Like the hinge on the Surface Book 2, it’s strong enough to angle the screen without the body tipping up, while the screen remains held in place. Unlike the Surface Book 2, however, the design of this hinge doesn’t stick out quite as much, and, of course, it can flip the screen a full 180 degrees.
2-in-1 convertibles that flip their screens to turn into a tablet-like device struggle to provide quite as good a tablet experience as 2-in-1s on which the screen detaches from the keyboard, as you’re still left with a slightly bulky device with a back that feels like a keyboard (because it is one).
Lenovo has managed to address at least one of these points thanks to the thinness of the design – even with the screen flipped all the way back this is still a thin device, though not quite as slim as standard tablets. That keyboard back remains, and while it doesn’t feel that nice (compared to the smooth, flat back of a normal tablet), it's at least clever enough to turn off the buttons, so they don’t interfere when in tablet mode.
Because of this we’d recommend the Yoga 920 as a laptop that can occasionally turn into a tablet, rather than vice versa. If you’re looking for something that you’ll use mostly as a tablet, but want it to also turn into a laptop-like device for typing on, we’d recommend something like the Surface Book 2, or perhaps a tablet that comes with a physical Bluetooth keyboard.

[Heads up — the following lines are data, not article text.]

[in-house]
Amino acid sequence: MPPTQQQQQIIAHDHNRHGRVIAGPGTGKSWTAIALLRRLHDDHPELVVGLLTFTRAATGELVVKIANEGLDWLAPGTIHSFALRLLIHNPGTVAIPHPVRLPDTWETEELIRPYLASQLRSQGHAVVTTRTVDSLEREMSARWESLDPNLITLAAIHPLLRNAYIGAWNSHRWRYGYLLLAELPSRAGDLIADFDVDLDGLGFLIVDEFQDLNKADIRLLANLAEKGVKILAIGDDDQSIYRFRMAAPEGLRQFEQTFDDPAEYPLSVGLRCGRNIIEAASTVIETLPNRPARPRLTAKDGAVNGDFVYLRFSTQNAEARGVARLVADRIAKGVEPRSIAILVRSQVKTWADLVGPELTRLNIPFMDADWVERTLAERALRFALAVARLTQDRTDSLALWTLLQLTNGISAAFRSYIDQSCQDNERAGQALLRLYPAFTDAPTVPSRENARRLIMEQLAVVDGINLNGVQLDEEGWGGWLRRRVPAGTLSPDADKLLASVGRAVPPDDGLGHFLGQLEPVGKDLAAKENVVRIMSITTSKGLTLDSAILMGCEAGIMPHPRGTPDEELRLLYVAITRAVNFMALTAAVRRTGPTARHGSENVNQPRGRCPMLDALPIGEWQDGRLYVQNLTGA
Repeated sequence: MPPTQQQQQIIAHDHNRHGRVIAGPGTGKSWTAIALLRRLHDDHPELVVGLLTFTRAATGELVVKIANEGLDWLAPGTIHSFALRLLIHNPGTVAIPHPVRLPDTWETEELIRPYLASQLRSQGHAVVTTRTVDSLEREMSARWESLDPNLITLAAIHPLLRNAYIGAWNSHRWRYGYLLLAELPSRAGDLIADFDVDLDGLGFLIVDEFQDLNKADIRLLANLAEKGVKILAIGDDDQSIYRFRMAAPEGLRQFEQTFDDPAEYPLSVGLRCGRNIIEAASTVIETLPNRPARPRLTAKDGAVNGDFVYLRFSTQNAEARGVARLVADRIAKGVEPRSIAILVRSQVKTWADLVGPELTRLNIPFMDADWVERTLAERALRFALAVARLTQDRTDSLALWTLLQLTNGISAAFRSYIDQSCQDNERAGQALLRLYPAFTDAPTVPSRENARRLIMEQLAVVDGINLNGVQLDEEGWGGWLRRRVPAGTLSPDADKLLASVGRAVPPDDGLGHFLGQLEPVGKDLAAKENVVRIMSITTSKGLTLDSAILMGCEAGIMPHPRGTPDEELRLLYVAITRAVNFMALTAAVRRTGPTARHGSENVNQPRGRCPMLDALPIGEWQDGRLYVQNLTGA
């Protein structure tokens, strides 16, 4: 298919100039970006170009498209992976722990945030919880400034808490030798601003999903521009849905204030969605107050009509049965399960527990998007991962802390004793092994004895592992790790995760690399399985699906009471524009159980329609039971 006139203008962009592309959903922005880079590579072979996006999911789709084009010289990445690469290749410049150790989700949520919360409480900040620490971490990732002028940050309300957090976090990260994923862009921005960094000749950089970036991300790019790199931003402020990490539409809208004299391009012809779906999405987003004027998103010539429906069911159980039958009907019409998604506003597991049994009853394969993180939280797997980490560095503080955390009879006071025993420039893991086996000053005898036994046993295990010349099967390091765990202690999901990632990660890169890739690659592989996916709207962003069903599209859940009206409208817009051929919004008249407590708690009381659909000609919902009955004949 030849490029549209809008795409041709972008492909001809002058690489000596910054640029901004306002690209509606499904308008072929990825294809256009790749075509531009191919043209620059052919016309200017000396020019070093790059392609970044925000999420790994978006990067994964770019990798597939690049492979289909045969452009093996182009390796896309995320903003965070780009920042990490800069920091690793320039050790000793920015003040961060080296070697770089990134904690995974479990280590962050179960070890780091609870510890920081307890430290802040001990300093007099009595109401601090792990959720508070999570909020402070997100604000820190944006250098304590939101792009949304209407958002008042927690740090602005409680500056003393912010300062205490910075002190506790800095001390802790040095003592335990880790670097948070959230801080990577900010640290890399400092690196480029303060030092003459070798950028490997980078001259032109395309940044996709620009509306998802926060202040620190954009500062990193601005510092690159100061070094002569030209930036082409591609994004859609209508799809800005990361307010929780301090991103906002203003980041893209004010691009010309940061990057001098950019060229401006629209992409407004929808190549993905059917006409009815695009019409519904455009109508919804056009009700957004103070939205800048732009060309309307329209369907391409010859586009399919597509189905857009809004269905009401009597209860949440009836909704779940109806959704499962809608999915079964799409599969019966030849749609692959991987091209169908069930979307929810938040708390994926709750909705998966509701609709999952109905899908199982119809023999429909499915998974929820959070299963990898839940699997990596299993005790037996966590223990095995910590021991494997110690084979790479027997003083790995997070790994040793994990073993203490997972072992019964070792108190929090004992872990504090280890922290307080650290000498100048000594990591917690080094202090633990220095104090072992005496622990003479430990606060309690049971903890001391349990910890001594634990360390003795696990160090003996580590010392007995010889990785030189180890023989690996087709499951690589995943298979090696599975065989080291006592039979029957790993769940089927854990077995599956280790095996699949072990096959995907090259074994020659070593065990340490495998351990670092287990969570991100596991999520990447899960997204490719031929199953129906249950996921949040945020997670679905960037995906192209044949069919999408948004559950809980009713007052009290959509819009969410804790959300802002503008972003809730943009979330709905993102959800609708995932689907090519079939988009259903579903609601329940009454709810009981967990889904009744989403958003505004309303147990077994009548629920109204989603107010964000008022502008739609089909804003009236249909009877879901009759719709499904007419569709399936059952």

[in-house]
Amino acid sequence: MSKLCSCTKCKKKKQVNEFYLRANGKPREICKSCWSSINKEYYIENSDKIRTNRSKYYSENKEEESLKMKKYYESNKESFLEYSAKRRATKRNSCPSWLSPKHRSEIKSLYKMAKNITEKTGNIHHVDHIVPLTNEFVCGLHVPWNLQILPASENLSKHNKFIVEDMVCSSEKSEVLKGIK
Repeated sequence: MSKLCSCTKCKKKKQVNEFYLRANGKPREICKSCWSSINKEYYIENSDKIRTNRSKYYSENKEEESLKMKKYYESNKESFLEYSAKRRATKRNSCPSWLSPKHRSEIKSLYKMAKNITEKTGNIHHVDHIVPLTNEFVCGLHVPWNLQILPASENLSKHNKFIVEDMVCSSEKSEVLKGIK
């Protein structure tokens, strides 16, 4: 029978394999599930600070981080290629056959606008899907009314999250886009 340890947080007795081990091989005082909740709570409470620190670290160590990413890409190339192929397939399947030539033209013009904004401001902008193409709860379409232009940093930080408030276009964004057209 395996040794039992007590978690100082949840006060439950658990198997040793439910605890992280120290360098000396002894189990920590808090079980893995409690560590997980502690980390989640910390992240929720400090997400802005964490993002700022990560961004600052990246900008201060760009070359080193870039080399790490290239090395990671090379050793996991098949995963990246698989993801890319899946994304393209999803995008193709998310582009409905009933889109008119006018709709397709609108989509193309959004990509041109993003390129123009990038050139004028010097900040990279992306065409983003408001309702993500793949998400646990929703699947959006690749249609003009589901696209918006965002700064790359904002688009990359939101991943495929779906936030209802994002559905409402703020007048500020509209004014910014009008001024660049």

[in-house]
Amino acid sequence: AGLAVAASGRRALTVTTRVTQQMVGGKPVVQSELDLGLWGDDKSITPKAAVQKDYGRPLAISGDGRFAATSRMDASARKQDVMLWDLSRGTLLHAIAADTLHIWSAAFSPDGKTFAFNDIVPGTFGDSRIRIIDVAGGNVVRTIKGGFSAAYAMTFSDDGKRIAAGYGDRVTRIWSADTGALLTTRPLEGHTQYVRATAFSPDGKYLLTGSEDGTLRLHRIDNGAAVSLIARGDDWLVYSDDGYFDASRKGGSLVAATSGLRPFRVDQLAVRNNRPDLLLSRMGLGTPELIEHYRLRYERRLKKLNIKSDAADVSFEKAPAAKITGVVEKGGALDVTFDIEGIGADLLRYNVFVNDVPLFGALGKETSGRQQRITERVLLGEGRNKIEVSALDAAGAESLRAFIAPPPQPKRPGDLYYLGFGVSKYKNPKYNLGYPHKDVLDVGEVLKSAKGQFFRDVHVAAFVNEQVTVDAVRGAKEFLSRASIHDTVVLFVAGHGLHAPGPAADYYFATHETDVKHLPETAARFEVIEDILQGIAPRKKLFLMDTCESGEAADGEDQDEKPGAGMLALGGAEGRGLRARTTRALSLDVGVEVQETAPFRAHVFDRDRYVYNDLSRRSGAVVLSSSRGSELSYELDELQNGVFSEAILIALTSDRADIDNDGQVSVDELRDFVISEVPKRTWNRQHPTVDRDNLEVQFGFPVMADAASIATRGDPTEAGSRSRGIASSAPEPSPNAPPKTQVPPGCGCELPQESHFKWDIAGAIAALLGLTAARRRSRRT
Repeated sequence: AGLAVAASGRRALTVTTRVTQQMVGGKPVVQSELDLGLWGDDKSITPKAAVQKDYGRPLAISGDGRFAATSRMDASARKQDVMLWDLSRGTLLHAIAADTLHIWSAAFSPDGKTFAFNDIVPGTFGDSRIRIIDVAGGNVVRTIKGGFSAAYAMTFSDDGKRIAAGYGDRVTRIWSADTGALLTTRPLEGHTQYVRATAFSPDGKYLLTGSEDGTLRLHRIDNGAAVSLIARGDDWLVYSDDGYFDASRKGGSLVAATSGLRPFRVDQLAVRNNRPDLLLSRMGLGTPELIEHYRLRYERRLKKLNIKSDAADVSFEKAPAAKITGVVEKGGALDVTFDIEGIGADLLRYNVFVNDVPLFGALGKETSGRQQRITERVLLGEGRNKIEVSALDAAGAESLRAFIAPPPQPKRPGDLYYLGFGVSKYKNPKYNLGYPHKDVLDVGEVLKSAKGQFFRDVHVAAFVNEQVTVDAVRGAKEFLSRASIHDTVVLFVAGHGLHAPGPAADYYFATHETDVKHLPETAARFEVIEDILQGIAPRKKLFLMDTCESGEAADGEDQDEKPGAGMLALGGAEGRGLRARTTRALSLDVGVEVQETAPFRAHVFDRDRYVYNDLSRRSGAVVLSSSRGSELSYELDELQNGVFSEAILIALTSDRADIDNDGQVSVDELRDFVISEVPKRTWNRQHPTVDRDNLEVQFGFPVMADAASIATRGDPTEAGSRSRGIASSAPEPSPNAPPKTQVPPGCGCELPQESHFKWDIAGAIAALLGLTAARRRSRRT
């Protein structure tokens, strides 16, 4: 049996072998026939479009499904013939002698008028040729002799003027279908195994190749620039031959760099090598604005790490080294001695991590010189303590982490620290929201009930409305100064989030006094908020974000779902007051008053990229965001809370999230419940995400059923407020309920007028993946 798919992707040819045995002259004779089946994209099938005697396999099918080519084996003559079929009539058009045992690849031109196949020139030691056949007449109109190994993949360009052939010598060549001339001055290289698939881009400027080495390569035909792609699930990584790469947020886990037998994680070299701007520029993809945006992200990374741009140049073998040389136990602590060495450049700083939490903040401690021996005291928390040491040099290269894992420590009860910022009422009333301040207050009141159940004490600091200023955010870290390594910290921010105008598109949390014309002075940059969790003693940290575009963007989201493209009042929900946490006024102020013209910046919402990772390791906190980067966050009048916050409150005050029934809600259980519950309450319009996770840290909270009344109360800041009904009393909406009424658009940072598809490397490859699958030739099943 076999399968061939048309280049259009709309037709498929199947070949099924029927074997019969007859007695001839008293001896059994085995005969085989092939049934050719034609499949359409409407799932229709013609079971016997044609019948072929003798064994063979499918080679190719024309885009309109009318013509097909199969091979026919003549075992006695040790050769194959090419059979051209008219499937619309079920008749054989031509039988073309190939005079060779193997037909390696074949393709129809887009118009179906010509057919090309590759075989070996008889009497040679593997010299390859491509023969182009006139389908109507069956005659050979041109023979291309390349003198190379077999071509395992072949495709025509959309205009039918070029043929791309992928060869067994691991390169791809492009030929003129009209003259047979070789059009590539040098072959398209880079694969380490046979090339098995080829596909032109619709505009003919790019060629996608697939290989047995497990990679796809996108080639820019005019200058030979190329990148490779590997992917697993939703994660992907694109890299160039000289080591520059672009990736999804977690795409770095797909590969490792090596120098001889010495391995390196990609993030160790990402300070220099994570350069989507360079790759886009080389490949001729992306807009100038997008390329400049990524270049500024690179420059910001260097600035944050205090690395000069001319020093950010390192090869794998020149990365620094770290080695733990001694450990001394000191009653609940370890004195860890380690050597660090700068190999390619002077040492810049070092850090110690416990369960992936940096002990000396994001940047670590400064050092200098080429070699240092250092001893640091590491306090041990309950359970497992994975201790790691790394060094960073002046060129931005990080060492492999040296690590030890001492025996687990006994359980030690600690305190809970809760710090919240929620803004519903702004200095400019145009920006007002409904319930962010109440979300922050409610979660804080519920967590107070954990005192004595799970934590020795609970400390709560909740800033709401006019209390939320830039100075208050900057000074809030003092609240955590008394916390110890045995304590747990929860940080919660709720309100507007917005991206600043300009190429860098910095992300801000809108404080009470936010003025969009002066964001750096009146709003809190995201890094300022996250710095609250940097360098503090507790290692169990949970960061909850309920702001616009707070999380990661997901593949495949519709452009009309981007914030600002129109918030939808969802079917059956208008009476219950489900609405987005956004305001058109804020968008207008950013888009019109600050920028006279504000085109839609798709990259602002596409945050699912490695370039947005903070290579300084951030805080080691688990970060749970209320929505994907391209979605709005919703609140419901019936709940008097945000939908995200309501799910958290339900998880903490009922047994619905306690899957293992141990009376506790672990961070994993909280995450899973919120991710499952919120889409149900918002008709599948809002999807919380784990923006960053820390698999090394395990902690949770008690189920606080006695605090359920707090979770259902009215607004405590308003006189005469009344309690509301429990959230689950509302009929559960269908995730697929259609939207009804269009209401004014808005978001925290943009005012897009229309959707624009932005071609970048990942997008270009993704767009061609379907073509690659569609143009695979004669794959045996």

The bezel around the screen is impressively thin, and the webcam is now back at the top of the screen, in a central location. On the Yoga 910 the webcam was housed in the bottom bezel, which led to some unflattering shots, and in general people weren’t too happy with that placement. With the camera returning to the top of the screen videos look much more natural when using VoIP software – and thankfully, putting the webcam back there hasn't required making the top bezel any larger.
Given the thinness of the design, it’s probably no surprise that ports-wise there aren't a huge number of connectivity options. On the left-hand side there’s a headphone/mic jack and two USB-C ports (one of which is also used as the power supply), and on the right is a full-size USB 3.0 port. This isn’t the most generous offering, but it’s more than the MacBook’s single USB-C port.